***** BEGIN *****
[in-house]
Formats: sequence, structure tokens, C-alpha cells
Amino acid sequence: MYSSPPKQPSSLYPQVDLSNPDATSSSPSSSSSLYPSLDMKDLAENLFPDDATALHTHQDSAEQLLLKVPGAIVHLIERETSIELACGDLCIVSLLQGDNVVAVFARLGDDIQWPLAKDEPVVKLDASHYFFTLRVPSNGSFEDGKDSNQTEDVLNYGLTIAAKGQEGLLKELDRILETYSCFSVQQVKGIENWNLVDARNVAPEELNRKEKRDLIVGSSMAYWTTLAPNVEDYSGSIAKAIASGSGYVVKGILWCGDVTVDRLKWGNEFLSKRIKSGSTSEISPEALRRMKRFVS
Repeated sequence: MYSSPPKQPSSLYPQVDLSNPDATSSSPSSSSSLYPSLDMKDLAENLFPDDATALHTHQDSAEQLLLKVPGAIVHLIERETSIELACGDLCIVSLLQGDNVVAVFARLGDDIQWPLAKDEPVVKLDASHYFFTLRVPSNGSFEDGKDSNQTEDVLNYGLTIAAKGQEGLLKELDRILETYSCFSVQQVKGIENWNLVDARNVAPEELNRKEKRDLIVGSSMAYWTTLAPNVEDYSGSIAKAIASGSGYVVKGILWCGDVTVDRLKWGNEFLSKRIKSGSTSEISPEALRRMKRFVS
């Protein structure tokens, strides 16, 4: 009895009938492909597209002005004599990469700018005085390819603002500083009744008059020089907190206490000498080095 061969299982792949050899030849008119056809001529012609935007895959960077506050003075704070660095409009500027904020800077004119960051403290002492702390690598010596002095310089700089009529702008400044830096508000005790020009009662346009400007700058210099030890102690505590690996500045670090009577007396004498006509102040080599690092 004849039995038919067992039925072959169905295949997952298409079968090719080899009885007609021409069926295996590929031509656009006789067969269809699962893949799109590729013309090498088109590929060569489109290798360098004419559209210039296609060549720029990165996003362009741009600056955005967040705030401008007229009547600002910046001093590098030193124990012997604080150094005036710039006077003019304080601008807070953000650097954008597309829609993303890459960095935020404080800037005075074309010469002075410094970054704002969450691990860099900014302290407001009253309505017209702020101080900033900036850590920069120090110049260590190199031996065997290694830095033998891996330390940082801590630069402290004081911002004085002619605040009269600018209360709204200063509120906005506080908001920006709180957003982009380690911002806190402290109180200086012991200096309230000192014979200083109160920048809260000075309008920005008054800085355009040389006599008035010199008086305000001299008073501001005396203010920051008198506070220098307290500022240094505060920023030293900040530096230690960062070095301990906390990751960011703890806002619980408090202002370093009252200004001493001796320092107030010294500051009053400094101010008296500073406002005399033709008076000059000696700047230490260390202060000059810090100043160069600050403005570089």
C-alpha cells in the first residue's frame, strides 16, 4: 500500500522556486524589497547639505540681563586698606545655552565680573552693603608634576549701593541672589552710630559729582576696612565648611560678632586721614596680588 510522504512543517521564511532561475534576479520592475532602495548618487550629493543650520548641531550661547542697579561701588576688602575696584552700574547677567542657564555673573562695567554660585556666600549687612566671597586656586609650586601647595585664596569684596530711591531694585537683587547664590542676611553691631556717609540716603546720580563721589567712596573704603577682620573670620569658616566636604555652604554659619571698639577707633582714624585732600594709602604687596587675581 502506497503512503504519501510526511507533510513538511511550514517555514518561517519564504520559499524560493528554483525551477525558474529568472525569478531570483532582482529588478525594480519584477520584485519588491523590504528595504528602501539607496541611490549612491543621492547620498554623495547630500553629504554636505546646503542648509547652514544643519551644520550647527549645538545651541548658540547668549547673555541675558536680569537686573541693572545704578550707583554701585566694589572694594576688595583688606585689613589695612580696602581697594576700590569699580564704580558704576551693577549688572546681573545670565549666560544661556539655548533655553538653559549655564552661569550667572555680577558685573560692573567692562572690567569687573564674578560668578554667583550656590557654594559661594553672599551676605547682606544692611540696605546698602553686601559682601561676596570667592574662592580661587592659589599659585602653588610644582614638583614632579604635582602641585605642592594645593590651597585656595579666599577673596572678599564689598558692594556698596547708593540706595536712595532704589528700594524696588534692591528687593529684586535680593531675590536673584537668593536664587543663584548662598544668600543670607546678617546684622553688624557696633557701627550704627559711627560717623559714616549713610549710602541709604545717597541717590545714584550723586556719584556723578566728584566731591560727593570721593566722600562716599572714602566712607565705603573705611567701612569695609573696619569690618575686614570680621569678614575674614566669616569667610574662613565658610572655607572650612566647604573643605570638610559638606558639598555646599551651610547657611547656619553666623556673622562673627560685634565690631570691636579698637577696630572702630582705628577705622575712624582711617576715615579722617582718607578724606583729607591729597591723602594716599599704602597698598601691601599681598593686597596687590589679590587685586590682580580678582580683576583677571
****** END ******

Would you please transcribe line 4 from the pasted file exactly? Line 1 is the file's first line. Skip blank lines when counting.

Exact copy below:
Repeated sequence: MYSSPPKQPSSLYPQVDLSNPDATSSSPSSSSSLYPSLDMKDLAENLFPDDATALHTHQDSAEQLLLKVPGAIVHLIERETSIELACGDLCIVSLLQGDNVVAVFARLGDDIQWPLAKDEPVVKLDASHYFFTLRVPSNGSFEDGKDSNQTEDVLNYGLTIAAKGQEGLLKELDRILETYSCFSVQQVKGIENWNLVDARNVAPEELNRKEKRDLIVGSSMAYWTTLAPNVEDYSGSIAKAIASGSGYVVKGILWCGDVTVDRLKWGNEFLSKRIKSGSTSEISPEALRRMKRFVS